Music: The Fall Of Troy

The Fall of Troy's original formation (from top down): Andrew Forsman, Thomas Erak and Tim Ward
The Fall of Troy is a progressive rock band from Mulkiteo, Washington. It was formed by Thomas Erak on vocals and guitar, Andrew Forsman on drums and Tim Ward on bass and backing vocals (usually screams). Tim was temporarily replaced with Frank Ene until the band's hiatus, but is now back.

Originally a four-man band, including second guitarist Mike Munro, called The Thirty Years War. The band got their name name by flipping randomly through a history book. After Munro left due to personal reasons, the remaining three continued, renaming themselves to The Fall of Troy using the same method as before, after finding out there was another local band with the name The Thirty Years War.

The trio is known for their complex guitar riffs, unusual time signatures and combination of clean singing and screams.

The band broke up in 2010, but reunited in 2013. Thomas Erak confirmed work on a new album in 2014, and also noted that the band's work from that point onward would be released freely and that shows would be booked based on fan demand.


As the Thirty Years War
  • Martyrs Amongst the Casualties (2002)
  • Live at the Paradox - 12/21/2002 (2002)
As the Fall of Troy
  • ''The Fall of Troy'' (2003)
  • Doppelgänger (2005)
  • Manipulator (2007)
  • Phantom on the Horizon (2008)
  • In the Unlikely Event (2009)

The Fall of Troy provides examples of:

  • Album Title Drop: "Sledgehammer" off Manipulator:
    "Manipulator, we jammed your radar!"
  • Concept Album / Rock Opera: Phantom on the Horizon. Originally self-released as demos as "Ghostship EP." Tells the story of a ship at sea being attacked by a ghostship from another dimension.
  • Darker and Edgier: Instrumentally, In the Unlikely Event took a lighter, more poppier tone; lyrically, the songs are much more dark and depressing than previous albums.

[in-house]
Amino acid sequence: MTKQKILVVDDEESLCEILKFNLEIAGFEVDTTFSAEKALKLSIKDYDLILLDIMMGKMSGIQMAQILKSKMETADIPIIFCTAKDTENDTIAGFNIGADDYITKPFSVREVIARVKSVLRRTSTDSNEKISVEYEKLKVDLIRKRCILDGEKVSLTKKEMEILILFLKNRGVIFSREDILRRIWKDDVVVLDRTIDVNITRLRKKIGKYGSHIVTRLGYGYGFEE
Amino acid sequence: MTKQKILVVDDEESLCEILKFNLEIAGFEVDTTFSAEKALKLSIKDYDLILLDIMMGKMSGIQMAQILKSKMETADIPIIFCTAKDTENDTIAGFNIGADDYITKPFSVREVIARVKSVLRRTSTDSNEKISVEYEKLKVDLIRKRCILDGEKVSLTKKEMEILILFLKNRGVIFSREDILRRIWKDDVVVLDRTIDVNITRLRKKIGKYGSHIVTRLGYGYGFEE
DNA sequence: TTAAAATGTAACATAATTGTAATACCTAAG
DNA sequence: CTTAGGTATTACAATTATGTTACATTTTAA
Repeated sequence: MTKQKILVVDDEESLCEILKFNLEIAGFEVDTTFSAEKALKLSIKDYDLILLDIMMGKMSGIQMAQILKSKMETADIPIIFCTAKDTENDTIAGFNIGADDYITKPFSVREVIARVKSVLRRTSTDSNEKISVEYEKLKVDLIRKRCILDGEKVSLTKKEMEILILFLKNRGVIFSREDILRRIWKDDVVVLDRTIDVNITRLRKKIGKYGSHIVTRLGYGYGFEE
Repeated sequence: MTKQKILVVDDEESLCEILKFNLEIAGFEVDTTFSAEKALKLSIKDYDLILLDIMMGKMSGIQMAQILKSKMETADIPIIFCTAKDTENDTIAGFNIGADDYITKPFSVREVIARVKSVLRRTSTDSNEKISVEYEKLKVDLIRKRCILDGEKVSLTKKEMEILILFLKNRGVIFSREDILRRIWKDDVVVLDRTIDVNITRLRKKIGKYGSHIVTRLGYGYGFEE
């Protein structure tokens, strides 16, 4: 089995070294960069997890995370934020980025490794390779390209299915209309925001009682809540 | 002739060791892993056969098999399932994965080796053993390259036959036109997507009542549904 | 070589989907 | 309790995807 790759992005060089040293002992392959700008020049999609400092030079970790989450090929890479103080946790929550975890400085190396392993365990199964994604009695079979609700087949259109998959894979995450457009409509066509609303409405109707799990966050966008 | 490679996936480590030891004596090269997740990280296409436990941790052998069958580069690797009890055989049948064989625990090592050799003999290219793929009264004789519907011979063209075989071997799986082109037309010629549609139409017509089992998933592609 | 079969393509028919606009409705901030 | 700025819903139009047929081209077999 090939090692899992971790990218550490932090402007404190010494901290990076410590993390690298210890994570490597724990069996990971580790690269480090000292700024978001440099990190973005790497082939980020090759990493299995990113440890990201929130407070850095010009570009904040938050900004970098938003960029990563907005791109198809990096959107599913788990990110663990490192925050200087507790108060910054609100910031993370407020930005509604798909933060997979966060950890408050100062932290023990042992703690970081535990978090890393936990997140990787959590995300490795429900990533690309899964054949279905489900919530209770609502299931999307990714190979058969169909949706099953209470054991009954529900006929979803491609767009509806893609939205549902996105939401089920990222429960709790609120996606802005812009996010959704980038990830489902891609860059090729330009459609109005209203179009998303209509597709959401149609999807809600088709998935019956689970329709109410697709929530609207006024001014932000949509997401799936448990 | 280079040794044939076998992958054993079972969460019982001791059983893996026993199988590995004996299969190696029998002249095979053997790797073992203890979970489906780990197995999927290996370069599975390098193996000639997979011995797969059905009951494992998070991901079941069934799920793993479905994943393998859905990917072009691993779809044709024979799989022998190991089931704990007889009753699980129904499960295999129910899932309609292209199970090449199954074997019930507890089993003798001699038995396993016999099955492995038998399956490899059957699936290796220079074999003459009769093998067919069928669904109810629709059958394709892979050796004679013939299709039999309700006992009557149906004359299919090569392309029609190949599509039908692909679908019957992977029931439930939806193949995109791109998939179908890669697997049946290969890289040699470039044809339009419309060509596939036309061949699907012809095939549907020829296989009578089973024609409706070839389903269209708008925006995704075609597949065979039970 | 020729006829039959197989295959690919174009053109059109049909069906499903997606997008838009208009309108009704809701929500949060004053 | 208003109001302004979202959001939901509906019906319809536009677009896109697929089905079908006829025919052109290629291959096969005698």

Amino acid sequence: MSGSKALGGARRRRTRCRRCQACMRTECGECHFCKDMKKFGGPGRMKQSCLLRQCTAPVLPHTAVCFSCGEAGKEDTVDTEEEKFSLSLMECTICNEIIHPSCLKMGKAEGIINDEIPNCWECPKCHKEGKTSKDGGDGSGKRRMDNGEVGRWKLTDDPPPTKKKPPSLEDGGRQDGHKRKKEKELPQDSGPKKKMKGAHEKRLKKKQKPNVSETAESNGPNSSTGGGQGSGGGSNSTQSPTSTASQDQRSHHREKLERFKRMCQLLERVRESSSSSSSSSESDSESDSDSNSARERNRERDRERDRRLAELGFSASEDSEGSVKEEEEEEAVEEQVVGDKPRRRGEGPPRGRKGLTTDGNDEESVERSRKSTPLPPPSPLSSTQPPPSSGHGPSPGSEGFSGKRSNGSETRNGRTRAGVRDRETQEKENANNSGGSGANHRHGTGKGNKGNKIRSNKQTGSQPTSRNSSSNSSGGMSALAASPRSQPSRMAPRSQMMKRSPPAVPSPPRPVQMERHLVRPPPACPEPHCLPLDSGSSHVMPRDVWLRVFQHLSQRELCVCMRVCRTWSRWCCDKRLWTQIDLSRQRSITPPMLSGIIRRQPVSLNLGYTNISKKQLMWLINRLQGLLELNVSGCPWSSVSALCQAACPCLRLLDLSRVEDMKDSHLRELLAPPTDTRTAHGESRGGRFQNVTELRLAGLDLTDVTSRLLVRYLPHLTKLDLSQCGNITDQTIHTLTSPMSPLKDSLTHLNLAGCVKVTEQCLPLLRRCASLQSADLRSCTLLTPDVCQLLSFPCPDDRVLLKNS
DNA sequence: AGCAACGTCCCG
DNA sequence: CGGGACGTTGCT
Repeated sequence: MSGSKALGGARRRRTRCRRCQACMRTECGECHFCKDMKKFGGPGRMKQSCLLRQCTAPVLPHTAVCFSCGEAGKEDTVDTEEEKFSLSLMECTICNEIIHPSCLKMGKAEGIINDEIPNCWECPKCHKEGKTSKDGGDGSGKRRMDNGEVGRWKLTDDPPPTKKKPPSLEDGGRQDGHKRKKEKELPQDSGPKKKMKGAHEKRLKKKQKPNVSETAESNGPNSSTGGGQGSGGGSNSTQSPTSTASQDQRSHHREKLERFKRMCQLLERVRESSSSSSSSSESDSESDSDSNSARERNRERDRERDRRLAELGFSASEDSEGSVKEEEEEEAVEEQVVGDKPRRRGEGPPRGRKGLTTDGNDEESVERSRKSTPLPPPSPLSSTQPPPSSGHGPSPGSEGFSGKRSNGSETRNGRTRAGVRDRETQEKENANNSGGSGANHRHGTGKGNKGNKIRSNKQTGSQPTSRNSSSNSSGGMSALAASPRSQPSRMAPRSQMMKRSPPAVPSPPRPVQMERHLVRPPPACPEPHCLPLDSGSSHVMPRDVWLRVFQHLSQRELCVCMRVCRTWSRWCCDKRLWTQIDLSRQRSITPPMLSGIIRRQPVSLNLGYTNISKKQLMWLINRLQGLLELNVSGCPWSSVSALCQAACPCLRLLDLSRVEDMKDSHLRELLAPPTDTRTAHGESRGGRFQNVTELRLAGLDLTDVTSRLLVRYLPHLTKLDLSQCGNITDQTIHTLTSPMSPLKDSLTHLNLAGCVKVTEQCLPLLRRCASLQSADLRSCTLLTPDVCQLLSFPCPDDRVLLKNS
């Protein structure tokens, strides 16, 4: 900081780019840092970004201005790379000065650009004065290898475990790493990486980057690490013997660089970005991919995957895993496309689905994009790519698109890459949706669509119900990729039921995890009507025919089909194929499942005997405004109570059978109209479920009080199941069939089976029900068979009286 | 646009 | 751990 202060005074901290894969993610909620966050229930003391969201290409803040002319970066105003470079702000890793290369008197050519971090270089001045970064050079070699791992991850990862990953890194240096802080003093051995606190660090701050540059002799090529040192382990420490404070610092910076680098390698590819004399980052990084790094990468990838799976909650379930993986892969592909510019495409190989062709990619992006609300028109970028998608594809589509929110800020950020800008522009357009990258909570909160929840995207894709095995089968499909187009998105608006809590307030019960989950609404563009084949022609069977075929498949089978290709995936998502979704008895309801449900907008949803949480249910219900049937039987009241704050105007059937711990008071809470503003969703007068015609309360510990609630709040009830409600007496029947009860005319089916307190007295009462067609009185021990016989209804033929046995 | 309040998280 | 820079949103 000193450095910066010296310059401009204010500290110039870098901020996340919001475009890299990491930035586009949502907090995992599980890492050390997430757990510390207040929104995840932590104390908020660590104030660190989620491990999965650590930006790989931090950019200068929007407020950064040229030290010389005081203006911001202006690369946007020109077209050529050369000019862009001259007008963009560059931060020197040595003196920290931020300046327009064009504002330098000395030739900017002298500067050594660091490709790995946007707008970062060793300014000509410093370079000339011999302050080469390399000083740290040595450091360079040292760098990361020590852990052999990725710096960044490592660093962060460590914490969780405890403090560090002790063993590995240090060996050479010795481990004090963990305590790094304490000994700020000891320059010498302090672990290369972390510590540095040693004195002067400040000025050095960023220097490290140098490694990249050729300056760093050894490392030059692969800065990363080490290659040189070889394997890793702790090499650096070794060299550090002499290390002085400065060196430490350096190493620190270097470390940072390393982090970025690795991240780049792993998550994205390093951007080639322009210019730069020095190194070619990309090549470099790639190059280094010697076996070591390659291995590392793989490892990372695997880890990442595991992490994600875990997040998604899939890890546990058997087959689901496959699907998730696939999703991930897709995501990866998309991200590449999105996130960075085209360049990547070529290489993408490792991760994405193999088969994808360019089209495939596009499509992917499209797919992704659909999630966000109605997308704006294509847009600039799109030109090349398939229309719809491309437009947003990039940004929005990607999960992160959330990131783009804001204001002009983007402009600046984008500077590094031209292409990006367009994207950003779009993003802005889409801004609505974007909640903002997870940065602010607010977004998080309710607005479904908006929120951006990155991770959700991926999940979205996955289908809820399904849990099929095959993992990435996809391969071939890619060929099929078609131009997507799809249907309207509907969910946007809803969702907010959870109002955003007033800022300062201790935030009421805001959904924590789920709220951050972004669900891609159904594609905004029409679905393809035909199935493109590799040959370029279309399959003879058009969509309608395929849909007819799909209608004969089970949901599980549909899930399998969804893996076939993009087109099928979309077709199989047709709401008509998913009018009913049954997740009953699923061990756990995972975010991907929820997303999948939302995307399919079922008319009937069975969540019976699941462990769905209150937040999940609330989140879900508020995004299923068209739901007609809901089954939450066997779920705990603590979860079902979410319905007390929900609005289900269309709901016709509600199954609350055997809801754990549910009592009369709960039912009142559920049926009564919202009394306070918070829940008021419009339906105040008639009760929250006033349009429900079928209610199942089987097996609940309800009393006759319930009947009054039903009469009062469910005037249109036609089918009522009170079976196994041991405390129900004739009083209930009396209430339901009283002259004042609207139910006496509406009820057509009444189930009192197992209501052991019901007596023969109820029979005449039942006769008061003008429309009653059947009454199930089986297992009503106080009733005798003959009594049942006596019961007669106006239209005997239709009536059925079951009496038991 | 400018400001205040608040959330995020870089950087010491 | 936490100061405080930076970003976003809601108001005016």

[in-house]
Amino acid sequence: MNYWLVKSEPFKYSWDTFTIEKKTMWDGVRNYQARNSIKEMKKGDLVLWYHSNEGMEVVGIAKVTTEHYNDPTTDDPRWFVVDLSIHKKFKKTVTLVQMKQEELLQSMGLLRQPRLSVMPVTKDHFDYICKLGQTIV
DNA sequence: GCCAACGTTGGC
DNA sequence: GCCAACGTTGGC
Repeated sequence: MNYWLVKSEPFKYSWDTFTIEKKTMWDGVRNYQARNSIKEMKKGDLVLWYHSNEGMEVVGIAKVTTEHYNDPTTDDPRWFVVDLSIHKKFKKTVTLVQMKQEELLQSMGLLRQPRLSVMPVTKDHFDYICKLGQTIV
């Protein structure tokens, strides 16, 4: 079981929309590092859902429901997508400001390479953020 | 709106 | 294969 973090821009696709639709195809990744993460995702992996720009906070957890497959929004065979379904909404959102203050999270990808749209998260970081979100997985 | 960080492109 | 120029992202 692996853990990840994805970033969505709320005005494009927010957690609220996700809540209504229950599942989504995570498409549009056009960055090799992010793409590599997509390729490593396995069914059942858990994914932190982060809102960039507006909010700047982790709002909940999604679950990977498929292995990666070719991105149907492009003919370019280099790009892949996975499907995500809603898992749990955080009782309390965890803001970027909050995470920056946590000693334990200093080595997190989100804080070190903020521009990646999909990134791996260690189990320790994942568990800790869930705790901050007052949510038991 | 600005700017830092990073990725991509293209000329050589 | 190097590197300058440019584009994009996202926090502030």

First words off the first song on the album, "Panic Attack!": "I fucking hate myself!"
    • Manipulator was lyrically darker than Doppelgänger; as stated below, it was partly inspired by loss of friends, due to drugs. But instrumentally, much of it was lighter than Doppelgänger. It seems the band had a trend of lighter instrumentals with darker lyrics.
  • Despair Event Horizon: Phantom on the Horizon ends this way on the very first track, and only gets worse from there, only stopping temporarily because of divine intervention.
    As the ship is going down
    I look upon the captain's frown
    I see nothing but a broken man
  • Gratuitous Panning: Blatantly apparent on the Martyrs Amongst the Casualties EP when they were the Thirty Years War, but used a lot as well in the Fall of Troy days.
  • I'm a Humanitarian: Part 2 of Phantom on the Horizon is all about the survivors of the Ghost Ship attack running out of supplies on the sea, going insane and eating each other. This includes the protagonist, who has a My God, What Have I Done? moment in Part 3.
  • Incredibly Long Note: In "Chapter III: Nostalgic Mannerisms" of Phantom on the Horizon, Thomas lets one out.
  • Last Note Nightmare: "Sledgehammer" ends relatively chill for Fall of Troy standards, until a random series of notes are hit. Also doesn't carry over well to the chill intro to Seattlantis.
  • Laughing Mad: Done in "Chapter III: Nostalgic Mannerisms"
  • Self-Titled Album: The Fall of Troy
  • Shout-Out: A lot of the names of their songs are references to pop culture, though the songs generally have nothing to do with their namesake:
    "The Adventures of Allan Gordon" is about the book, The Iceberg Hermit.
    "Cut Down All the Tree's and Name the Streets After Them" was on the bumper of a car the band saw on their way to a recording studio.
    "Laces Out, Dan!" is quoted from Ace Ventura: Pet Detective
    "The Last March of The Ents" talks about the Destruction of Isengard from the Lord of the Rings
    "Mirrors Are More Fun Than Television" is a quote from from Max Payne
    "Whacko Jacko Steals the Elephant Man's Bones" is a reference to the false story of Michael Jackson buying Joseph Merrick "The Elephant Man's" bones and dancing next to a claymation of him in the Thriller music video.
    "When the Strength of Men Failed" is quoted from the Lord of the Rings
    "You Got a Death Wish, Johnny Truant?" and "The "The Hol[ ]y Tape" are quotes from Houseof Leaves.
  • Spoken Word in Music: Once about halfway through "Chapter III: Nostalgic Mannerisms" off Phantom on the Horizon by Ryann Donnelly of Schoolyard Heroes. Again in "Nature vs. Nuture" off In the Unlikely Event.